The Trickle Up Solution
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The largest portion of the world's poor is the 800 million poor women, children, and men who live in rural areas. They tend to live in remote areas that are great distances from the nearest markets and basic social services. They are mothers and fathers, most of who are day laborers, subsistence farmers, herders, and migrant workers. They struggle to meet basic everyday needs, such as feeding their families at least two meals a day, or taking their children to a clinic when they have fallen ill. The rural poor also work in insecure and relatively low-paying jobs, have little education, and may experience discrimination as women and as members of ethnic minorities.
For all of these reasons, the rural poor themselves say that they suffer from hunger, ill health, illiteracy, instability, and low self-esteem as well as marginalization from their own governments who are often unresponsive to their needs and concerns. Empowering the rural poor is a critical step in advancing any poverty alleviation effort. Doing so must build on a person's own willingness and capacities to provide for their family and to forge a more dignified, better future. This requires assets from which to build sustainable livelihoods, education about their rights and how to put those assets to good use, and a safe place to save to continue building those assets and to cope with future hardships. In fact, the most basic financial services reach only 10% of rural communities.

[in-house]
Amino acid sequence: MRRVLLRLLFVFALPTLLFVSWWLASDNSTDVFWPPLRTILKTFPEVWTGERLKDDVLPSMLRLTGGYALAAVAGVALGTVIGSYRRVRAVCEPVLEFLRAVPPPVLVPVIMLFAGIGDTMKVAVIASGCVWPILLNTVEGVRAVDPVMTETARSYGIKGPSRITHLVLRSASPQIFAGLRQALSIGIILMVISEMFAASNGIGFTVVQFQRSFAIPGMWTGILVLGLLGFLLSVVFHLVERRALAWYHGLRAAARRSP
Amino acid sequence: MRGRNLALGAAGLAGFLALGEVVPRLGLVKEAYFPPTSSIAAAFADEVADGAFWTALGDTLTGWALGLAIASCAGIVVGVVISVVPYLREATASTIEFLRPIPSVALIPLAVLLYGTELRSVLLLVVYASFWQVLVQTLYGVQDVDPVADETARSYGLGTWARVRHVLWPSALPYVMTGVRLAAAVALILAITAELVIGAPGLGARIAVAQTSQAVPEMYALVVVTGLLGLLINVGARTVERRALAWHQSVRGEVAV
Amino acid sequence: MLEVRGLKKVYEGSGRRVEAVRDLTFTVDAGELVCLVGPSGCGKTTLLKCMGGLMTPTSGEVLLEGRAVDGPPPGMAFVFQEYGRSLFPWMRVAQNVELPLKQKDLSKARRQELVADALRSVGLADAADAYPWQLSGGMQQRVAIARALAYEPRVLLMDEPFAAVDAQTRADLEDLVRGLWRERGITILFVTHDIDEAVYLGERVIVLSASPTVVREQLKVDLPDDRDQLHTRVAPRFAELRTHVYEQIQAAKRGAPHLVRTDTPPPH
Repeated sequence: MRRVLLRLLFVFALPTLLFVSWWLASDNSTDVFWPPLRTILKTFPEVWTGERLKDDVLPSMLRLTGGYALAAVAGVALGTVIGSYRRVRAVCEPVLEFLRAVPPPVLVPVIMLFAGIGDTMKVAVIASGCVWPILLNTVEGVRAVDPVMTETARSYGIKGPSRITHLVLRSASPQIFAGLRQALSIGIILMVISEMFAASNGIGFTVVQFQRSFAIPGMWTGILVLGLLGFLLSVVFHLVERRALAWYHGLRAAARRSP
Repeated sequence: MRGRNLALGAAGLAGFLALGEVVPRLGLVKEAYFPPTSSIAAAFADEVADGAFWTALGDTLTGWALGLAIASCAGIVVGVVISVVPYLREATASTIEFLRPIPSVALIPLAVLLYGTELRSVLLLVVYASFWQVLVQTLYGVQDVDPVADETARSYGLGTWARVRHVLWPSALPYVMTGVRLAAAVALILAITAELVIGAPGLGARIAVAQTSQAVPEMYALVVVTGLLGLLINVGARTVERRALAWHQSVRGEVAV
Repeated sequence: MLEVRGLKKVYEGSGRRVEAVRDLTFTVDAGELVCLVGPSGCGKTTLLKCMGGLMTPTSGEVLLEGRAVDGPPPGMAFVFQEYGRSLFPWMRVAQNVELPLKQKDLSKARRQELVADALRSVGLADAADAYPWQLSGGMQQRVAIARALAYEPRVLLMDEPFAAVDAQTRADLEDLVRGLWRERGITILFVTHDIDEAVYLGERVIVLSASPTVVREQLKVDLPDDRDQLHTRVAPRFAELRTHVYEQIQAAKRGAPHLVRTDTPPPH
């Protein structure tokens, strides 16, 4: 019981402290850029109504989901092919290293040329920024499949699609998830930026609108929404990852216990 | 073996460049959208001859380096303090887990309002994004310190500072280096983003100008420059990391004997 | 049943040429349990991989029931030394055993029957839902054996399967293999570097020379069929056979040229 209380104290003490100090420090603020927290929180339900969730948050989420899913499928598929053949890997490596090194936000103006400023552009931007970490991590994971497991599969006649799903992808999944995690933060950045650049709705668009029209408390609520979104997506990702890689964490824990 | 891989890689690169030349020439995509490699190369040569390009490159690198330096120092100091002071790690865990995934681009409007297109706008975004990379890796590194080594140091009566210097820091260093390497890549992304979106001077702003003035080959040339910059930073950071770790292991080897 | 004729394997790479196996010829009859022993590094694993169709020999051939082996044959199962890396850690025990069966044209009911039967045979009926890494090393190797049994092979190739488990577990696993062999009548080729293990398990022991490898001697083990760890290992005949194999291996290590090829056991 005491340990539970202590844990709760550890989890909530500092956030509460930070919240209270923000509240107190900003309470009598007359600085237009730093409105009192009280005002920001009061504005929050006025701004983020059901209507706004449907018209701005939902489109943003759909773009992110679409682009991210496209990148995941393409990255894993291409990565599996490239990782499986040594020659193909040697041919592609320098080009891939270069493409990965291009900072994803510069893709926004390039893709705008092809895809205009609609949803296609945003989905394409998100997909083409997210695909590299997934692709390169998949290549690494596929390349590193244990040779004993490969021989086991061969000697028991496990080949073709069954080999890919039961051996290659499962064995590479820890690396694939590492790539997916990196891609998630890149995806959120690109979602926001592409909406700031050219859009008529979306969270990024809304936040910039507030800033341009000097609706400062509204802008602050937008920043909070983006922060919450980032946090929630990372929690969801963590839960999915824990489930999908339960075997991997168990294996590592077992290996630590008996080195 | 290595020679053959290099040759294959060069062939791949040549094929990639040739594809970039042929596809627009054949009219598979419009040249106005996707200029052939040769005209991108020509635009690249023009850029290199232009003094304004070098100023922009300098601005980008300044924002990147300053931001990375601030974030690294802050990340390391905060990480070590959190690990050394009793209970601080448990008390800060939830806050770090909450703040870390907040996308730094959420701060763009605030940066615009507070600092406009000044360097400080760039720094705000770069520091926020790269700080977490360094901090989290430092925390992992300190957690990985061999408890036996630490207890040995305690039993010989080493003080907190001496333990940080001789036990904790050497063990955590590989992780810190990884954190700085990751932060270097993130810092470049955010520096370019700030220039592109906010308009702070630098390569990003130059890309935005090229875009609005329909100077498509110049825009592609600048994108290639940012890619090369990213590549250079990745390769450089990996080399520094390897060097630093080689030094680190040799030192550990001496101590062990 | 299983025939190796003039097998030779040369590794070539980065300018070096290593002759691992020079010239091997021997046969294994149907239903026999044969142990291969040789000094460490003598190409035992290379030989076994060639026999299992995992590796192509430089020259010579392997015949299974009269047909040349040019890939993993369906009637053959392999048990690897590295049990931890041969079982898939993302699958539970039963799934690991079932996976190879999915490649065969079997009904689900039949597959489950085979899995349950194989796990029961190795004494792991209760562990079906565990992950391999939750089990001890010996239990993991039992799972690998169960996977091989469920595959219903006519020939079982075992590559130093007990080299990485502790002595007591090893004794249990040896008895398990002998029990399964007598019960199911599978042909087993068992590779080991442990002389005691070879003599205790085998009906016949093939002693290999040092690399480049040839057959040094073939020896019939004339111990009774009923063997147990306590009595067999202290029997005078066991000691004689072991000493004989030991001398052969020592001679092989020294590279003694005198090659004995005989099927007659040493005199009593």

Below are rural poverty snapshots of some of the countries where Trickle Up works:In India: